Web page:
5 women’s leadership lessons from #BlogHer12 - SmartBrief

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5 women’s leadership lessons from #BlogHer12

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BlogHer is the largest community of women who blog, with thousands of everyday leaders. Unique voices and informed opinions abound on BlogHer’s website, on the 3,000 blogs that make up the BlogHer Publishing Network, and on the Twitter, Facebook and other social media realms where members interact.

BlogHer ’12 felt like an entire case study on women’s leadership and the power it possesses. Here are five leadership-focused lessons that stuck with me.

  1. Strength comes in numbers, but it only takes one voice to lead. One of the most powerful panels at BlogHer ’12 featured BlogHer’s International Activist Scholarship recipients, an award designed to “both recognize and magnify the impact of women bloggers living outside the United States.” This year’s recipients detailed the connections they have forged to illuminate marginalized voices. The panelists included Maha El-Sanosi, who writes about Sudanese politics and culture and was recently arrested for protesting, as well as Fungai Machirori (blogs at Fungai Neni and Her Zimbabwe), who lives in Zimbabwe and has created a forum that promotes critical thought.
    Machirori spoke about the power of encouraging women to utilize their voices. She has recently expanded from her personal blog to a community blog featuring women in Zimbabwe. “It’s a game-change from a personal blog into a community blog. When you have other people involved there is a greater accountability.” The success of these leaders comes from the fact that each recognizes the strength her voice has when it is amplified and amplifying the voices of others.
  2. Value your voice — and in your own way. So much of leadership is driven directly by voice. But how do we quantify it? The Blogging for the Love of It panel explored different possibilities of personal voice and how to value that voice. Moderator Bonnie Stewart emphasized the oftentimes “external” metrics-driven assessment of blogs and social media — page views and number of comments.
    Stewart’s larger point was that there are other, more meaningful metrics that are then not taken into account — metrics that can be determined by the individual herself, such as business relationships and connections. These are metrics that a woman leader can use to quantify her own self-development.
  3. You don’t need an answer if it’s not the right question. Rephrasing an unhelpful question can be a fantastic way to lead a dialogue. In her keynote conversation with BlogHer co-founder Lisa Stone, Katie Couric had a few telling points on certain questions that she gets asked simply because she’s a woman in a leadership position. “I always felt uncomfortable with the ‘How do you do it?’ questions because Brian Williams never gets asked that question,” Couric said. Don’t be afraid to rephrase the wrong question to create one that makes sense. For example, Couric noted that “How does she do it?” should be rephrased and asked in regard to women in lower socio-economic situations.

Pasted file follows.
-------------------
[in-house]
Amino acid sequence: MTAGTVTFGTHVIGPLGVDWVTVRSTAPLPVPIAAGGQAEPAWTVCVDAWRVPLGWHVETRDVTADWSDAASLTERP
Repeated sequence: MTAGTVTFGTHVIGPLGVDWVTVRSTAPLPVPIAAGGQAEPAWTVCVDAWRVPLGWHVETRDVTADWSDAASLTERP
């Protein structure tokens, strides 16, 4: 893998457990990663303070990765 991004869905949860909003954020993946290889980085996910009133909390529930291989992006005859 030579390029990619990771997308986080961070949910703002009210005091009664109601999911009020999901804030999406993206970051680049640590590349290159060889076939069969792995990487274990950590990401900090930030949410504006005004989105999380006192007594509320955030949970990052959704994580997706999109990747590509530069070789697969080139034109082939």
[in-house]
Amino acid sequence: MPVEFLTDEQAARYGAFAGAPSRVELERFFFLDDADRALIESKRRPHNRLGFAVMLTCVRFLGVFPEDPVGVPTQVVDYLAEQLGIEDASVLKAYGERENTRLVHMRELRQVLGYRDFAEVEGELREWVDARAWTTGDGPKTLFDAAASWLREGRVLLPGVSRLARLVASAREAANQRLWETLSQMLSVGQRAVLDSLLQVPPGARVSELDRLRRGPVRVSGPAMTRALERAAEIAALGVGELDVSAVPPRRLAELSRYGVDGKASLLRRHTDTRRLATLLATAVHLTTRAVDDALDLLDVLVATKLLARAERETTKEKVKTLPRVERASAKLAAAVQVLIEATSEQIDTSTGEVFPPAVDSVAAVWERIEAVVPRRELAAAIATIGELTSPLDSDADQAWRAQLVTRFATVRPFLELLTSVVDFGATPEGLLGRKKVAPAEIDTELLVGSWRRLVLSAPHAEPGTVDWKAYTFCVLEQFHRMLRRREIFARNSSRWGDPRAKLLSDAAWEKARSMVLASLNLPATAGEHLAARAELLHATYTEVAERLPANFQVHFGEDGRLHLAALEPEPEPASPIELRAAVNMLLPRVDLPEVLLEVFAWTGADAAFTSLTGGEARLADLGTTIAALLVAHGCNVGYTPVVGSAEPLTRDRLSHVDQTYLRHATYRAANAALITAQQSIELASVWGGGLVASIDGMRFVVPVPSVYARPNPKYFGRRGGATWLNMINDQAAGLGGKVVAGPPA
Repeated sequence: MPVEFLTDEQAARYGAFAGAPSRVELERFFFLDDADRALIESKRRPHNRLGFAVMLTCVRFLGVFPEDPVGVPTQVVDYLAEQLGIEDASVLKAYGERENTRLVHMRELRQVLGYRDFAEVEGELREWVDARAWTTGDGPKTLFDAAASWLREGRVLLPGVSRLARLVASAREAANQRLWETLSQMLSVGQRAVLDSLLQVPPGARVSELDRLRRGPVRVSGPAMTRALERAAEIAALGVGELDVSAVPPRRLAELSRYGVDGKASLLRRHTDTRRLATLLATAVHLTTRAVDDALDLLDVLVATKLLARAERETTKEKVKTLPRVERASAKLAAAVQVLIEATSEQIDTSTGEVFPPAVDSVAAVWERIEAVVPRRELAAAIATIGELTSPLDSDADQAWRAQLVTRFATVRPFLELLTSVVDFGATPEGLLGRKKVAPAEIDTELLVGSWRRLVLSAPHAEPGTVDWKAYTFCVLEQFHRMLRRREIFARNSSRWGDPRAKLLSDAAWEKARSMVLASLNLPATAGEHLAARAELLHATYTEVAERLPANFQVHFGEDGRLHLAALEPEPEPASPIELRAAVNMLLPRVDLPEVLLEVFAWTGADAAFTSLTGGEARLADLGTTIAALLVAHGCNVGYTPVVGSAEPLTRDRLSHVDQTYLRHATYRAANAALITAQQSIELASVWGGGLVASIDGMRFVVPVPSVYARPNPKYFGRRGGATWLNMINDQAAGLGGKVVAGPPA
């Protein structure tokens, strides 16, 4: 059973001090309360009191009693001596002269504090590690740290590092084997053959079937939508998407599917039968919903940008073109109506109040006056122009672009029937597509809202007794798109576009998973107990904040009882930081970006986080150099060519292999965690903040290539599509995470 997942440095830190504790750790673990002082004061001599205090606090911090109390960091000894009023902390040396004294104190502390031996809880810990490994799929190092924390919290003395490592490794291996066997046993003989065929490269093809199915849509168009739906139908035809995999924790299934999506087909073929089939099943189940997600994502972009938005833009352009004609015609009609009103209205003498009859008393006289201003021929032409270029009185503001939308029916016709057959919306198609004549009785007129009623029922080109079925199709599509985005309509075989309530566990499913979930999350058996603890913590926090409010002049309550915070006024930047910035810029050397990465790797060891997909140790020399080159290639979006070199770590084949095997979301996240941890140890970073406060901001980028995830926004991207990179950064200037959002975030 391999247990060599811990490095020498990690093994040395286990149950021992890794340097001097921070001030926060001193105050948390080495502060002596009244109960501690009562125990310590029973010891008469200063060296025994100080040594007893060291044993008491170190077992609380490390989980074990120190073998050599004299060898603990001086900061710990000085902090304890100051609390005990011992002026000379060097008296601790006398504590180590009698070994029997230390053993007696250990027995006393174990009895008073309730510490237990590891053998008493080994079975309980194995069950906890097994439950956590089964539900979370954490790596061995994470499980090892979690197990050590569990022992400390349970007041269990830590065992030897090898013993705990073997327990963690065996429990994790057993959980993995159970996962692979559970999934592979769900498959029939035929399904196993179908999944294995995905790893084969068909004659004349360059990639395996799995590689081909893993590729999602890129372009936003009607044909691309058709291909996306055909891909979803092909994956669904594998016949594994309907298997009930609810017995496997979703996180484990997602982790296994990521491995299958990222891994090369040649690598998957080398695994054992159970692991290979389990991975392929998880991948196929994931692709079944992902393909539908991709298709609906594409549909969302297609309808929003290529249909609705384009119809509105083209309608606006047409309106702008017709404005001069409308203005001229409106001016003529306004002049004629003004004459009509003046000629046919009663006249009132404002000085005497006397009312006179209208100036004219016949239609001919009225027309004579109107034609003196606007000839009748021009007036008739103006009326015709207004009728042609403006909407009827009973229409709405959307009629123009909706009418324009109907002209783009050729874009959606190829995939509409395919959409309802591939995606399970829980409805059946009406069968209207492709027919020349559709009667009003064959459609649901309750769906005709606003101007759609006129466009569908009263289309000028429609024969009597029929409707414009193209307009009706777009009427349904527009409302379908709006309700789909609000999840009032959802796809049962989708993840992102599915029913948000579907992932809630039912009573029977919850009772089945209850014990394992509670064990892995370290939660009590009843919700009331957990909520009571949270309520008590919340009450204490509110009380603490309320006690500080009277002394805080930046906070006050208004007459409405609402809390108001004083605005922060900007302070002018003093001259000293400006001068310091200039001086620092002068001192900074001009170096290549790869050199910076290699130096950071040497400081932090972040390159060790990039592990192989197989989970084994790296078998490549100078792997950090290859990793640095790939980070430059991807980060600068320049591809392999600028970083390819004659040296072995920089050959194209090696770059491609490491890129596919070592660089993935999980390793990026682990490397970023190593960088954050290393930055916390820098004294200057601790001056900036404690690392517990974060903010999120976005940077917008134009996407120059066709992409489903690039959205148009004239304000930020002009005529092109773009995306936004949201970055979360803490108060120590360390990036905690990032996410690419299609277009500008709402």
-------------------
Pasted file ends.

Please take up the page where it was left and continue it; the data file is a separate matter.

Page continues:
4. Don’t let distractions rule a conversation. Mischaracterizations occur at a more frequent rate than anybody would like. Ignoring them allows them to persist, and sometimes, digging into a mischaracterization at length can have a similar effect. It’s important to address it quickly, correct it and move on. Couric and Soledad O’Brien used this tactic separately when addressing the “Mommy wars.”
    Couric was direct: “I think that at some point we need to get beyond the culture wars, the mommy wars, and all that B.S.” This was in reference to Ann-Marie Slaughter’s recent cover story in The Atlantic and the reactions to it. Couric noted that Slaughter’s article, while controversial, could have company policies moving in a more favorable direction, with CEOs reaching out to make workplaces better for moms and the ACLU working on a program to help employees with aging parents.
    As the moderator of an afternoon keynote panel on Women Influencers as Change Agents with Christy Turlington Burns (representing Every Mother Counts) and Malaak Compton-Rock (of the Angel Rock project), O’Brien voiced similar sentiments. “My experience is that women are very supportive of each other,” she said. O’Brien also described her experiences with her organization, the Soledad O’Brien and Brad Raymond Foundation. “It is women bloggers who are very supportive. The mommy wars are a media creation.”
  5. First and final ingredient: enthusiasm. The final lesson is, like the entire BlogHer ’12 conference, centered around realistic optimism. Claudia Calvin, founder of Mujeres Construyendo, the first platform for Spanish-speaking women bloggers, emphasized that nothing great is ever achieved without enthusiasm. She has grown her platform to include 800 bloggers and more than 11,000 women participating and sharing experiences. She is realistic about challenges (for example, in Latin American countries, women comprise only 25% of those blogging), and that many women thought their voices were not important.
    Enthusiasm led Calvin to start her platform, and enthusiasm is what she believes ultimately makes it subsist. “Externally we need media to hear us, internationally we need to be heard,” she said. “It is about doing the right thing. Success is about moving from failure to failure without losing your enthusiasm.”